How Did Planck Scientists Take The Photo Of The Early Universe?

It’s supposed to be the earliest photo of the Universe. Red represents areas of the sky that are slightly warmer and blue represents areas that are slightly colder. But just how was this image captured?

The image is courtesy of the Planck telescope, which was launched by the European Space Agency (ESA) in 2009. The Planck satellite scans the sky for the cosmic microwave background (CMB), radiation that dates back to about 380,000 years after the Big Bang. This is apparently the most accurate data ever recorded from the radiation left over from the milliseconds after the Big Bang.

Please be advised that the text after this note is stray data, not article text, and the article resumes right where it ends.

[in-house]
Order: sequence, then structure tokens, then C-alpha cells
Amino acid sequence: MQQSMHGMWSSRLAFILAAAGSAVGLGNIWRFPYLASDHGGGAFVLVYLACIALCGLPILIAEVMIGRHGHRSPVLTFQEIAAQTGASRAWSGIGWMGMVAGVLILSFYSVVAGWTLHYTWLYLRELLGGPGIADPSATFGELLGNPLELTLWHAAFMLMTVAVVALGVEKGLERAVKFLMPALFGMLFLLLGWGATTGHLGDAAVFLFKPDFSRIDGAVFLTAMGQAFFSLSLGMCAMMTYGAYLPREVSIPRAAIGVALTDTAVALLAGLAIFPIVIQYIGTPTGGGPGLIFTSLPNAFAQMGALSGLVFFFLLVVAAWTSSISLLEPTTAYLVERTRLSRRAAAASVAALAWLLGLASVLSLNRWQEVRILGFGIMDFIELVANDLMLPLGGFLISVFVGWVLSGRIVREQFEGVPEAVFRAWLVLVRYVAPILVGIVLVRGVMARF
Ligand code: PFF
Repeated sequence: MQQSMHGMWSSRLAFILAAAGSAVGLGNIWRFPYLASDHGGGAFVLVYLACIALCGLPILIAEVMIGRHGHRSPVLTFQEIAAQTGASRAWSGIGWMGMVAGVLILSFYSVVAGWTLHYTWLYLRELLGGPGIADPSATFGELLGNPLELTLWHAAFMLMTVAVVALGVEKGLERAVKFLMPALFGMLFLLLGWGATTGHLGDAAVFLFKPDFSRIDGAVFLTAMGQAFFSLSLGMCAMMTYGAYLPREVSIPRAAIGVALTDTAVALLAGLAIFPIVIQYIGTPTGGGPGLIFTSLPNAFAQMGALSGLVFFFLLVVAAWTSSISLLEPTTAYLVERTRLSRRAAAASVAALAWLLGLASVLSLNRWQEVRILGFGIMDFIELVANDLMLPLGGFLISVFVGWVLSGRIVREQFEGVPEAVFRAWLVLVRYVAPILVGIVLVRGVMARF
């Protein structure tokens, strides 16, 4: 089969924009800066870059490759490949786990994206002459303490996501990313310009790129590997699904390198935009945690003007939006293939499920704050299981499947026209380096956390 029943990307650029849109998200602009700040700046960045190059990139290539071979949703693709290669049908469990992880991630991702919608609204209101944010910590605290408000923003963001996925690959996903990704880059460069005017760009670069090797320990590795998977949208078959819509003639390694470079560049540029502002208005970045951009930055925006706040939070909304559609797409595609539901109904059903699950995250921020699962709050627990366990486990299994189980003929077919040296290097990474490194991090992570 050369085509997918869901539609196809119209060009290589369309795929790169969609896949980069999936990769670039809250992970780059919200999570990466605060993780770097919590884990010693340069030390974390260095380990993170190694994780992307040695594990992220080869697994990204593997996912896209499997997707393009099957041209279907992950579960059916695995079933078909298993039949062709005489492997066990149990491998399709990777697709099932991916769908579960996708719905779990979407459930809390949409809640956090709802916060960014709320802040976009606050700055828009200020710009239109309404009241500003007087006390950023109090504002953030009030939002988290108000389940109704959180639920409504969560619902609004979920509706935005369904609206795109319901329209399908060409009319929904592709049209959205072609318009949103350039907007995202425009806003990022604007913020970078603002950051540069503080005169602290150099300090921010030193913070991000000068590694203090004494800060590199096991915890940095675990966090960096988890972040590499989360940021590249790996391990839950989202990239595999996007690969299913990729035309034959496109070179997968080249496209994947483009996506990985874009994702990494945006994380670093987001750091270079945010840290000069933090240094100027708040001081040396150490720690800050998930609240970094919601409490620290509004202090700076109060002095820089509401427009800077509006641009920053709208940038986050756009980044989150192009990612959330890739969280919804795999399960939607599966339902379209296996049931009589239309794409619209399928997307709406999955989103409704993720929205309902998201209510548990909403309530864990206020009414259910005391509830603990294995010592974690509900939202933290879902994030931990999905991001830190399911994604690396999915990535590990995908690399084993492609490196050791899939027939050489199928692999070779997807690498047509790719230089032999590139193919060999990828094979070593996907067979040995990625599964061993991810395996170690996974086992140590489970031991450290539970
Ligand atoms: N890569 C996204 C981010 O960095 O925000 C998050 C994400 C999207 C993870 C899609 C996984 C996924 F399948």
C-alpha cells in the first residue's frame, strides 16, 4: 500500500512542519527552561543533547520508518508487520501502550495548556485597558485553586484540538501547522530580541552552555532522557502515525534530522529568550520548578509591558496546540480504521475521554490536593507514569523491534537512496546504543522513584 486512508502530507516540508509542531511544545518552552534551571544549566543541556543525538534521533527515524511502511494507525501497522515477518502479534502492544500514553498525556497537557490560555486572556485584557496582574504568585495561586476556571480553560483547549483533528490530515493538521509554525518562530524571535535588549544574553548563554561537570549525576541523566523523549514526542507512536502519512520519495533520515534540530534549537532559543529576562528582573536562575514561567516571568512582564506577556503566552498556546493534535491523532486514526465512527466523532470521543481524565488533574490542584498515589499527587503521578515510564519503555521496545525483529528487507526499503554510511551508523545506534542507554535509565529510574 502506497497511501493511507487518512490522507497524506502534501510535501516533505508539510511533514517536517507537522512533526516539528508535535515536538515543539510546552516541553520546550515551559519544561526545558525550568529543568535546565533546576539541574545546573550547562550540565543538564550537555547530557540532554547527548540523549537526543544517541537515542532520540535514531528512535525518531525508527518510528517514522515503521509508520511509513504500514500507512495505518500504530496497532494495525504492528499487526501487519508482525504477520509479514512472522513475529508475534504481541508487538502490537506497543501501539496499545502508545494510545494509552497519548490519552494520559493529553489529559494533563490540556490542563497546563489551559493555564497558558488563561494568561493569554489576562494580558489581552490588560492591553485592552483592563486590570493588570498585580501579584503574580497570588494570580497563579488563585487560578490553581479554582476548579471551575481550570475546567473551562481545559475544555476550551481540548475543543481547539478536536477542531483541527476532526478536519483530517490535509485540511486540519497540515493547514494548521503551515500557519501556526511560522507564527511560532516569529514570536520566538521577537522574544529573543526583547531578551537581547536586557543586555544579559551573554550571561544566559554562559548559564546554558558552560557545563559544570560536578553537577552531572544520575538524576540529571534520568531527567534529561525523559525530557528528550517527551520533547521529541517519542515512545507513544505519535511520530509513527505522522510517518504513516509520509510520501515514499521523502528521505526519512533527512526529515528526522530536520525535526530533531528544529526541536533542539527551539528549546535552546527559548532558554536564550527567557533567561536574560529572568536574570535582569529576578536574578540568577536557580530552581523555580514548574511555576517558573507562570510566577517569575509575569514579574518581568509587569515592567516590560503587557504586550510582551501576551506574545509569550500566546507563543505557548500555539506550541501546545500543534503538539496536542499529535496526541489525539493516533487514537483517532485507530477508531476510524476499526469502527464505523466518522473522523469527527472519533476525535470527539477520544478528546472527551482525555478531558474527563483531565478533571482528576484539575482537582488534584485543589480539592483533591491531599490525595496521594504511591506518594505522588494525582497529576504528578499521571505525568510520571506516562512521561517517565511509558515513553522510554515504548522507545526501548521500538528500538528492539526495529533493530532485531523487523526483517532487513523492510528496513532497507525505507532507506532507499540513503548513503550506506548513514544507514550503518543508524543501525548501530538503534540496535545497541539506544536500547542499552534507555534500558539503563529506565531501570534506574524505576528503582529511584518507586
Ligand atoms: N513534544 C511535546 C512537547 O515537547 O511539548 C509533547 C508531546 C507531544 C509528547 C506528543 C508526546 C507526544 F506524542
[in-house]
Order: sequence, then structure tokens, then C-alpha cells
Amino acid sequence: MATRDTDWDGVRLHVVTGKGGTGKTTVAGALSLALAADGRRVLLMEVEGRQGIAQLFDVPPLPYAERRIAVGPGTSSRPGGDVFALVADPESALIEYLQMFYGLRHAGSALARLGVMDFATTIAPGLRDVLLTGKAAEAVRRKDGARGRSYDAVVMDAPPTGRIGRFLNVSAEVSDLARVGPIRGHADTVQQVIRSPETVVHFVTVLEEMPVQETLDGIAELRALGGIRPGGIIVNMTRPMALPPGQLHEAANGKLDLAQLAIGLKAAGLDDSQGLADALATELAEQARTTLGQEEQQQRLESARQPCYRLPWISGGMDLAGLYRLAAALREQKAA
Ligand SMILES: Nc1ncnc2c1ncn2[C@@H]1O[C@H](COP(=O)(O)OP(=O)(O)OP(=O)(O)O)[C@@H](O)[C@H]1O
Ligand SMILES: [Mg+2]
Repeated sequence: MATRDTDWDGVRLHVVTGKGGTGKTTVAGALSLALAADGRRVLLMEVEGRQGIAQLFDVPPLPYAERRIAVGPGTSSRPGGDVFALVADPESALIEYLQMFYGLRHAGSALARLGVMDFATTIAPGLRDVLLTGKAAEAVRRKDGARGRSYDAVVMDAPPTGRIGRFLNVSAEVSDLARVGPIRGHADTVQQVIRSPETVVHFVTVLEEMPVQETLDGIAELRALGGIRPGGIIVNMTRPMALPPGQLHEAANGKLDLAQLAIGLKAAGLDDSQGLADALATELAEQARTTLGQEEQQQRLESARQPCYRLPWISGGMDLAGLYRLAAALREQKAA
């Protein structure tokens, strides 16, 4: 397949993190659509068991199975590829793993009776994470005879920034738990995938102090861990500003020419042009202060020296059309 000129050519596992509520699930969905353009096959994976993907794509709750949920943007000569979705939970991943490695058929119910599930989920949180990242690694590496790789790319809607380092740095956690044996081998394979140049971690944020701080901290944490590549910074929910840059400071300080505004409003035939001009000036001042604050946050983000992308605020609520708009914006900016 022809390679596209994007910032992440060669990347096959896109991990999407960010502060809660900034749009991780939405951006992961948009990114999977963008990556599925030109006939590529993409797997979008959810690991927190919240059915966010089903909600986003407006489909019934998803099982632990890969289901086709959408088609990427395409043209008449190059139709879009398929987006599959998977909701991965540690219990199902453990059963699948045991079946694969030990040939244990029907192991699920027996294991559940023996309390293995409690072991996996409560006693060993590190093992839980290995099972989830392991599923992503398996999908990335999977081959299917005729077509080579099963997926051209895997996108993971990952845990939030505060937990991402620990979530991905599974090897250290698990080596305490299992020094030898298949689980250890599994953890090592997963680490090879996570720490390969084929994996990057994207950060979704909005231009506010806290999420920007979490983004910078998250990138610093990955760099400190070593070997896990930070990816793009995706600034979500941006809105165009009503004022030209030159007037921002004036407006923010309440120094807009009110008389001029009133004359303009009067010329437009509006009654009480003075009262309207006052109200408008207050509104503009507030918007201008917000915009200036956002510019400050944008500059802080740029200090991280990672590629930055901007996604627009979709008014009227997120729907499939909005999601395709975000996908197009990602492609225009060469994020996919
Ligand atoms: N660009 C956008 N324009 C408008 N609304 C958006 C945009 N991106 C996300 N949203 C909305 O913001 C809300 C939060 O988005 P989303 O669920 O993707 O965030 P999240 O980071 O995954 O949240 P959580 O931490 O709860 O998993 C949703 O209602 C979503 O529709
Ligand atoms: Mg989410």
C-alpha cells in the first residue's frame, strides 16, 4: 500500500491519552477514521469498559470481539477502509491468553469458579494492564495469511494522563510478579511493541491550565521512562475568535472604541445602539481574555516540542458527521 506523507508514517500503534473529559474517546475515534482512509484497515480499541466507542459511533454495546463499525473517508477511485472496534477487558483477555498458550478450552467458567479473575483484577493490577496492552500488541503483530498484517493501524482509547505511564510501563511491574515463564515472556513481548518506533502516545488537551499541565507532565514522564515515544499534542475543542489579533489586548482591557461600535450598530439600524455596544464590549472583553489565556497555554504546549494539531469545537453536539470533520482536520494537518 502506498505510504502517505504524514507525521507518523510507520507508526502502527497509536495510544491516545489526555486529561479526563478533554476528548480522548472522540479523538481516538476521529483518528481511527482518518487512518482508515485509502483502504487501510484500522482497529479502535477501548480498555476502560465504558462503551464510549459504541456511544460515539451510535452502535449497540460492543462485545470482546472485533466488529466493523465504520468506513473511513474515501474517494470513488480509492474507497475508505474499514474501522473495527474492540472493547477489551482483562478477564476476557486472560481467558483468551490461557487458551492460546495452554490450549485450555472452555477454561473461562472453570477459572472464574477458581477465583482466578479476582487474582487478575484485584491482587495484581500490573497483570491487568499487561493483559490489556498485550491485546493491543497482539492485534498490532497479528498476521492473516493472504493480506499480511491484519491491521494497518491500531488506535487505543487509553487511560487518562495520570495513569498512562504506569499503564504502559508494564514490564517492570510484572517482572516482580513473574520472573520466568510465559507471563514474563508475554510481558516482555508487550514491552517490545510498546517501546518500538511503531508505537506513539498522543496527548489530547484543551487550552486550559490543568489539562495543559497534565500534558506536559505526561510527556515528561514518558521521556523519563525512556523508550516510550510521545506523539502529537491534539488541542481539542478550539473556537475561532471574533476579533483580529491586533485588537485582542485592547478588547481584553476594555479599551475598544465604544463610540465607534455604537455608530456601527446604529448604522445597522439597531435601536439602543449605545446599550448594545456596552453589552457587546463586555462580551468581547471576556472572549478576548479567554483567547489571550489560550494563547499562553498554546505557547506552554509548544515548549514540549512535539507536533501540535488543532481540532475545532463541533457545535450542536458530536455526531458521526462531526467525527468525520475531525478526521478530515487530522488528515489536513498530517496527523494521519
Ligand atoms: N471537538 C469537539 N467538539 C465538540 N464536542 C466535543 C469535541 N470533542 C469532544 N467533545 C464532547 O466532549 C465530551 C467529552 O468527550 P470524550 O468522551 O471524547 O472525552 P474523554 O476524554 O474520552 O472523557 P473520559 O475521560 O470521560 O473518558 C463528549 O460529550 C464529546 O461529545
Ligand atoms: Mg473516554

So the image was not captured optically. Instead it is a visual representation of tiny temperature fluctuations in the radiation across the entire sky, red representing regions about 1 part in 100,000 hotter than the average temperature, and blue represents slightly colder regions.

via sciencenews